And going up against Verlander on a humid afternoon didn't help matters. Verlander (10-5) was trying to bounce back after a poor performance in Tuesday's All-Star Game. He started for the American League and gave up five runs on four hits in the first inning, something that made Orioles manager Buck Showalter a bit worried.
"When he had some struggles in the All-Star Game, I wasn't too excited about it," Showalter said. "I kind of had an idea he was going to be on top of his game today. We shouldn't feel like he's picking on us. He's been doing that to a lot of hitters."
The Orioles threatened in the first and third innings. They left runners on first and second in the first, and another on second in the third.
But Verlander settled down after that, retiring 12 in a row while improving his career record versus the Orioles to 7-0.
"Just kind of knocking off a little bit of rust early," Verlander said. "I didn't feel like I was making bad pitches in the first, just a little off. I was able to settle down and throw consistent strikes. ... I feel that my breaking ball, actually, I thought I found it at the All-Star Game, to be honest with you, which is kind of funny."
Miguel Gonzalez (1-1) was making his second career start for the Orioles and often threw well. He gave up three runs on six hits in 5 2/3 innings.
"I thought Miguel was real good, all things considered," Showalter said. "I thought he built on the last good outing. I like what I see."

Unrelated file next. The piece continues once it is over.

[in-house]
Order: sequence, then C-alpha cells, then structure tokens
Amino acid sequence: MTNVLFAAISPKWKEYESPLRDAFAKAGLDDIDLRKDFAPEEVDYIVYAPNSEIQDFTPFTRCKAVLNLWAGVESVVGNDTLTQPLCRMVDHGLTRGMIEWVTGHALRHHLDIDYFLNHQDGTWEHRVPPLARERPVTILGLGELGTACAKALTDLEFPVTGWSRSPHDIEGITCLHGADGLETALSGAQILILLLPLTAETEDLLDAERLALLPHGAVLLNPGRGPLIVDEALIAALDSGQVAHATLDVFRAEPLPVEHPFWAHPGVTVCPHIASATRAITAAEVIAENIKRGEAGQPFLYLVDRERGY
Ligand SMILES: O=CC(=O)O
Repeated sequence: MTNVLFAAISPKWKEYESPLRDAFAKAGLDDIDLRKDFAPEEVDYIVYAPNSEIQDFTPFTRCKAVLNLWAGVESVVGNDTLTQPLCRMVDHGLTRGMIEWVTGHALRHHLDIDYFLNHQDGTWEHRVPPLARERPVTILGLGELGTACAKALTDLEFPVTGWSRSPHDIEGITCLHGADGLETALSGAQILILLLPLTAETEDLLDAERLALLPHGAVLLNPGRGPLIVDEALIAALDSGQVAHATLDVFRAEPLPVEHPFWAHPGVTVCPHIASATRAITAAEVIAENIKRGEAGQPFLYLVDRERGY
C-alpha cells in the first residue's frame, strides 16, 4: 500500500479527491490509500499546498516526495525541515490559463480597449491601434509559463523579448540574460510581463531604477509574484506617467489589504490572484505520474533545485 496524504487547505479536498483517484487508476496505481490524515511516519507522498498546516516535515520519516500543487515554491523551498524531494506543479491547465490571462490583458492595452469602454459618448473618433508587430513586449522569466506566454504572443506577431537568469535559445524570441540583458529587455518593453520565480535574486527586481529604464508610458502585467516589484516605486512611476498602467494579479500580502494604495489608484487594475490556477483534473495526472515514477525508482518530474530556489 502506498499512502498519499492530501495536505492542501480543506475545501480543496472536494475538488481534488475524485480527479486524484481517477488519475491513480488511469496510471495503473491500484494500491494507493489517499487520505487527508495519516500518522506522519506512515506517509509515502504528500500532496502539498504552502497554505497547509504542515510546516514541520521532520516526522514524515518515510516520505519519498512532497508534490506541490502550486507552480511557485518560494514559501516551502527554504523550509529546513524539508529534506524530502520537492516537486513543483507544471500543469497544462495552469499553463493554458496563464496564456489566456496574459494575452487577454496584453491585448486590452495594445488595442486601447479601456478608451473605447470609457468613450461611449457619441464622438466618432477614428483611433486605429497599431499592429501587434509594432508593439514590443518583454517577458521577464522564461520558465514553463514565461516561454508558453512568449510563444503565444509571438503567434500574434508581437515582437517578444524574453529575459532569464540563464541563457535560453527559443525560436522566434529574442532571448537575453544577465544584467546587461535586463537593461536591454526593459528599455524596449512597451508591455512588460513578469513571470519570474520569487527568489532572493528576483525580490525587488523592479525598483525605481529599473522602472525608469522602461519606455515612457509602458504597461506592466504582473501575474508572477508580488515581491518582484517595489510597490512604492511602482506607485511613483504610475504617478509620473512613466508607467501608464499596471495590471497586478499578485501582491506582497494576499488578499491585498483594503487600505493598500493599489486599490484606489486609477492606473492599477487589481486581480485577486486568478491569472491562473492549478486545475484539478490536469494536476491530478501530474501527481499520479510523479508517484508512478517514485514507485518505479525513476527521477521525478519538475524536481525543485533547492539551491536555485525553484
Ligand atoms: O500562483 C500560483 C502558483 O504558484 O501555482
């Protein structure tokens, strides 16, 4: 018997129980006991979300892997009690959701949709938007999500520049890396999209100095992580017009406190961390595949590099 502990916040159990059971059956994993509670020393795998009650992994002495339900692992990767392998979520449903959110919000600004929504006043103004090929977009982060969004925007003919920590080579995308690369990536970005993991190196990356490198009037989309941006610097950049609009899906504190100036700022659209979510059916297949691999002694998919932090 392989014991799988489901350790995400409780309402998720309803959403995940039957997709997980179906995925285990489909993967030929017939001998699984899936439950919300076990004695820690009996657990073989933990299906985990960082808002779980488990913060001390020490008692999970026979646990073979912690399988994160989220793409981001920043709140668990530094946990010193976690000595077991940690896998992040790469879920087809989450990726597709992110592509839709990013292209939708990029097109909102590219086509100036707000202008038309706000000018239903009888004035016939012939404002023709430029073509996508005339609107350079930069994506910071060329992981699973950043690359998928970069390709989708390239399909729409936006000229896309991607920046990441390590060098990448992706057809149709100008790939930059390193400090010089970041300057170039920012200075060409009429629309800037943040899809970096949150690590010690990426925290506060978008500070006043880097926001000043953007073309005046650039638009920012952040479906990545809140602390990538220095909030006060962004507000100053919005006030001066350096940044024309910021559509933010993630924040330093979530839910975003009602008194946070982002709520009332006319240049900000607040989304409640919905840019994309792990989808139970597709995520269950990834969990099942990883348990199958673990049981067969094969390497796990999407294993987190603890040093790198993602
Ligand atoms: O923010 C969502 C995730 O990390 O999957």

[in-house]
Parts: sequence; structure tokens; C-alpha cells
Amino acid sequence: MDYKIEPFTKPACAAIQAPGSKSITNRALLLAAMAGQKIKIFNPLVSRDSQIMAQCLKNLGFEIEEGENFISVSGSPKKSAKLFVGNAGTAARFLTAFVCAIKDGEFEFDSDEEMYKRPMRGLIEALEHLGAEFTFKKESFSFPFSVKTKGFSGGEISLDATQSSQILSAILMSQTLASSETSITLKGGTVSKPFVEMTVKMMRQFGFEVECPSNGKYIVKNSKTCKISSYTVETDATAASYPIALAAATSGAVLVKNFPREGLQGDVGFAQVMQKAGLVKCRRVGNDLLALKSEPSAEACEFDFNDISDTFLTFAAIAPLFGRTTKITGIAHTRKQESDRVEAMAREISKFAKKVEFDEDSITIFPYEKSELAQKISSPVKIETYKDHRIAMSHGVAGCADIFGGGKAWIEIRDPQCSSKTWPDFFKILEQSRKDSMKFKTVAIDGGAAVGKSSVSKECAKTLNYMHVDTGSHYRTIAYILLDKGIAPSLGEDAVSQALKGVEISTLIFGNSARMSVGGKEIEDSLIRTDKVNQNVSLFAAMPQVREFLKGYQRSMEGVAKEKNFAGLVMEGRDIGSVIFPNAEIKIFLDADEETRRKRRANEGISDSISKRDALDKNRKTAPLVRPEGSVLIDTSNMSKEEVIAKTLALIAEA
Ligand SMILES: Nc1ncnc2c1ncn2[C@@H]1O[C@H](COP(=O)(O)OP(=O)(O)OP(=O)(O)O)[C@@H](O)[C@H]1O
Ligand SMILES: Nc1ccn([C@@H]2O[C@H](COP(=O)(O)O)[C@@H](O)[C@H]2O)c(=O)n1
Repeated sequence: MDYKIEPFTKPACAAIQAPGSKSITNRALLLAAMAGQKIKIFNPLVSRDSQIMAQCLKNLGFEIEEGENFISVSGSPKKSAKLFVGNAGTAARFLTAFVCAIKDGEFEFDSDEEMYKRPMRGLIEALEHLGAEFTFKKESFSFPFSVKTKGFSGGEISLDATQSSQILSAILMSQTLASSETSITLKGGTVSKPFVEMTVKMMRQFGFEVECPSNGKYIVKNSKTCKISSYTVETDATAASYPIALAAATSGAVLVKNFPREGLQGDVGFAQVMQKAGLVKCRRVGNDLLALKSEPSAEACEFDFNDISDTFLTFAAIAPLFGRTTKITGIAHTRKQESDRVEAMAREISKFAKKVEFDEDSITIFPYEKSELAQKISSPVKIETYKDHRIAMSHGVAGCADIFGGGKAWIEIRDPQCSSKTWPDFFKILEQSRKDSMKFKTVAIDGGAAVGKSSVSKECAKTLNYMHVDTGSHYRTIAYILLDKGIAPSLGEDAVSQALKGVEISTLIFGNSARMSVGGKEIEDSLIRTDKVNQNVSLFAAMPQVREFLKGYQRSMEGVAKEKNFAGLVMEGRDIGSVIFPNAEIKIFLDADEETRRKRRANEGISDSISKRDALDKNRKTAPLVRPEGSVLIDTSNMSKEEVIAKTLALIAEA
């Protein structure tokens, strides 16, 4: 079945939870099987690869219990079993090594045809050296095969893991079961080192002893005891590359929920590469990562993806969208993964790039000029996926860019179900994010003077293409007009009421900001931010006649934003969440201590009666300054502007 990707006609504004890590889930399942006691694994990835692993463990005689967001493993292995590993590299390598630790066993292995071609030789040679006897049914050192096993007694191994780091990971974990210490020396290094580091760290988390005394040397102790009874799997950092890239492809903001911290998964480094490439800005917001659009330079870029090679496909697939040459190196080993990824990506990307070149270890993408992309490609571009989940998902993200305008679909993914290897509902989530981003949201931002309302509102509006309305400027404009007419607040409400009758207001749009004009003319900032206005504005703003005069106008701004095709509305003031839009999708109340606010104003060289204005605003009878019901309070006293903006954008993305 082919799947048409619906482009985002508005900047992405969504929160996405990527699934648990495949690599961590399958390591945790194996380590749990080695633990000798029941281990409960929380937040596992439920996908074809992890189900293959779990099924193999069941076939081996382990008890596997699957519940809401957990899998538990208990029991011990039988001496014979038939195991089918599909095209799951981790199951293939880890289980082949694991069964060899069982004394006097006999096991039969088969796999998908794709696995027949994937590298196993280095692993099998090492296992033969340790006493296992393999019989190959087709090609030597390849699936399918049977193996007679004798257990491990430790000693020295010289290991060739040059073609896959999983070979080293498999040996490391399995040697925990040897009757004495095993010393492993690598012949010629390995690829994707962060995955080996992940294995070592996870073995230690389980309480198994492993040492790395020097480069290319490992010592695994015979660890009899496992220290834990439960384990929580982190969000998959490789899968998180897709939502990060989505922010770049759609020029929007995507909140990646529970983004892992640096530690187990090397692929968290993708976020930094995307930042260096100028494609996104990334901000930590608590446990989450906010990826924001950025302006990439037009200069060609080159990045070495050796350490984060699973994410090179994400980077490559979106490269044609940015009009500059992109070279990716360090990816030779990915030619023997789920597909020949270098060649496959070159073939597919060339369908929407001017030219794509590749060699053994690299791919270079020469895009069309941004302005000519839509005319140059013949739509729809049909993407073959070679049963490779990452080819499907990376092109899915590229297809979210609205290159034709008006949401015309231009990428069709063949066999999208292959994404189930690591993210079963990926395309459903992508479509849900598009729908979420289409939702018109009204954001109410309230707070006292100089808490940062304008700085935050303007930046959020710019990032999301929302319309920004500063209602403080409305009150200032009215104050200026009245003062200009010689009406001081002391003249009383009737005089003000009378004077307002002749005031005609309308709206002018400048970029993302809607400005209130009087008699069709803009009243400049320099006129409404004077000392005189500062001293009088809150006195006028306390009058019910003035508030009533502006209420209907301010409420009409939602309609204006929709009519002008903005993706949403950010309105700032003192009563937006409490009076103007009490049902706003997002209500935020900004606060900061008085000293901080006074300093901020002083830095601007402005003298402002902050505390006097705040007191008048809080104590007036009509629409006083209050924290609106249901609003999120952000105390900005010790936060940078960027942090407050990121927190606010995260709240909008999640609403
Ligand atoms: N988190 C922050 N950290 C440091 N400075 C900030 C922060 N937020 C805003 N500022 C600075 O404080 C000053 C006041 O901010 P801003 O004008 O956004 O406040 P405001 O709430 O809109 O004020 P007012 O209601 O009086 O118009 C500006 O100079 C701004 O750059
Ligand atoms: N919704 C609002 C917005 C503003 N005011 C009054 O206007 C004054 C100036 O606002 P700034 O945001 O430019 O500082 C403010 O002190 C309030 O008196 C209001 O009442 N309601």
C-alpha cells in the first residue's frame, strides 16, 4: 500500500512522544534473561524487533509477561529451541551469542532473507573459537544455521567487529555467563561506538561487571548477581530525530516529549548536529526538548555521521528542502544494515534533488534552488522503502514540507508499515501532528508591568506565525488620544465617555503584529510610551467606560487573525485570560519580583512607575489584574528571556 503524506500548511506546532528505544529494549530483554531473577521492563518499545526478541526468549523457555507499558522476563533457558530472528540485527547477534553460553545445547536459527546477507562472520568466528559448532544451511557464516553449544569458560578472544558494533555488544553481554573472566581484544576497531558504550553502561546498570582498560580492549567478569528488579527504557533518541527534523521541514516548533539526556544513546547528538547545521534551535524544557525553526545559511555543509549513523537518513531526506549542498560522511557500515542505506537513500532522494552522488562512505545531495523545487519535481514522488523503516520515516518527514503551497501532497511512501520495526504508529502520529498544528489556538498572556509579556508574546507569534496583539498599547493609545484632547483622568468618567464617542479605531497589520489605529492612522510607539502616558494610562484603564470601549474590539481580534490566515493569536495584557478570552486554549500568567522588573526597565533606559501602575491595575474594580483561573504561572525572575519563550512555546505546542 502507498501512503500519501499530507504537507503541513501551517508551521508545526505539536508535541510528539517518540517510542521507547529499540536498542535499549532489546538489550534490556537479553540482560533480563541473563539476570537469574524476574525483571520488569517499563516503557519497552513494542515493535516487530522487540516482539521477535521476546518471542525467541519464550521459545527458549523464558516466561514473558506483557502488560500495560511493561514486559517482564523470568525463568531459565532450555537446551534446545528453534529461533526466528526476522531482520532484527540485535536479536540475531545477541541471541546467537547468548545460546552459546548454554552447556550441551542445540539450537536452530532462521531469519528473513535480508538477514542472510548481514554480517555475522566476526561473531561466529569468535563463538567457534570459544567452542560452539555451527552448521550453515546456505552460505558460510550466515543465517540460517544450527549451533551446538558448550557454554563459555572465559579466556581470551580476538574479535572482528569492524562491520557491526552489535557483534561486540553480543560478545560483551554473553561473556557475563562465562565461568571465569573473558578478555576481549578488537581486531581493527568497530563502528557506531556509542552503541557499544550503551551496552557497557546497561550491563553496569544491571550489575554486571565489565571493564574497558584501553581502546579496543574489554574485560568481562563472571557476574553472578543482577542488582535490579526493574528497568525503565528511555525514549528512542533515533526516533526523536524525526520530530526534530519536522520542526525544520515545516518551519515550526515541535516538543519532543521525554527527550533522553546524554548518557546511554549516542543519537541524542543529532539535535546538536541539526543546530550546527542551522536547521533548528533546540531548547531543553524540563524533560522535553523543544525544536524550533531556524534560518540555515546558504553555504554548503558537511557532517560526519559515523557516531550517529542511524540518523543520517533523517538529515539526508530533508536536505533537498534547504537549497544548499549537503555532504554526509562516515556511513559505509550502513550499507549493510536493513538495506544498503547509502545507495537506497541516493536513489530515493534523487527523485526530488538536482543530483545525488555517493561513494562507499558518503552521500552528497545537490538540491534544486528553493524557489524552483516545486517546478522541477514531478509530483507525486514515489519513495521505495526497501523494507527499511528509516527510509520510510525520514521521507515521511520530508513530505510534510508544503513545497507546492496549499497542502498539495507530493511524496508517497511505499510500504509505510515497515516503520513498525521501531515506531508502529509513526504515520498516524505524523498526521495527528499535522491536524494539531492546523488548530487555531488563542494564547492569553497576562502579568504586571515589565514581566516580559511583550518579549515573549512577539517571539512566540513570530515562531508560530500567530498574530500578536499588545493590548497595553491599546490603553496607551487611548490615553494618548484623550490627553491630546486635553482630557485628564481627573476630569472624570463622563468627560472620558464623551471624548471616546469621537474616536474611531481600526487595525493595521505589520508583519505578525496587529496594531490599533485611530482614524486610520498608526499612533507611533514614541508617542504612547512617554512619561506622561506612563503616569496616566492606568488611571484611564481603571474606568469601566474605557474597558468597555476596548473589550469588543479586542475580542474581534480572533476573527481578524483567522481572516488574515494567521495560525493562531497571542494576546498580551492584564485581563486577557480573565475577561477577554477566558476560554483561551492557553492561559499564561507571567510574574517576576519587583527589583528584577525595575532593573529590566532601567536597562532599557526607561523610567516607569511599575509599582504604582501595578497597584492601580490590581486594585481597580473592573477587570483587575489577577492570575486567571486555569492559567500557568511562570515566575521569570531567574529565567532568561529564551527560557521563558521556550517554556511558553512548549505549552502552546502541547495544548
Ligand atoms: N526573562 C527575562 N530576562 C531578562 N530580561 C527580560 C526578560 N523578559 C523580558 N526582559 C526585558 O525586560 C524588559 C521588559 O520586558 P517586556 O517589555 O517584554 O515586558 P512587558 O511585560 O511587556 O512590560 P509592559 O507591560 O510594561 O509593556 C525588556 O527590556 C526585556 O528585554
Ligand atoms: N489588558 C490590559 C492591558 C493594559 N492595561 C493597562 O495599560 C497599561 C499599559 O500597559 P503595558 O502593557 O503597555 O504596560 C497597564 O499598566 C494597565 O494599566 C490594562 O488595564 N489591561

The biggest problem for Gonzalez -- whose name was misspelled on his jersey in the first inning before he changed into a new uniform -- came in the early innings. He gave up a homer to Austin Jackson on the game's second pitch.
He wound up with similar problems in the second. Brennan Boesch led off the second with a double, went to third on a wild pitch and scored when Jhonny Peralta followed with a single.
But Gonzalez settled down. He didn't allow another hit until the fifth, and the Tigers added a run on Alex Avila's RBI single in the sixth.
"I kept the team in the game," Gonzalez said. "That's what I'm trying to do. I felt good."
Avila's run-scoring hit caused the Orioles another problem. Second baseman Robert Andino injured his left shoulder while diving for the ball and came out of the game.
X-rays were negative, and Andino is going to have an MRI on Monday. He said after the game that the shoulder is sore, but there's no separation.
"The cut of the grass [is where] I got caught, [and my] shoulder stuck," he said. "For me, I don't think I'll go on the DL, though. It's on them [to decide]. It should be like a few days, hopefully."
Jim Thome led the Orioles on offense with a 3-for-4 effort.
One of the positives for the O's was when pitcher Steve Johnson, who was recalled from Triple-A Norfolk on Sunday, made his Major League debut in the eighth. The Baltimore native's father, Dave, also pitched for the team from 1989-91, and is a part of the Orioles' broadcast team.
Johnson walked his first two batters in the eighth before retiring the next three. He struck out Don Kelly and Jackson to close the inning, drawing a huge ovation from the hometown fans.
"Just walking off the field in the eighth inning, getting the strikeout and getting out of the jam and having the fans get behind me, that was a pretty special moment," Johnson said. "That's something I'll take with me."
Johnson gave up a solo homer to Miguel Cabrera in the ninth, but impressed Showalter. The Orioles then had to make another roster move after the game, and optioned him back to Norfolk.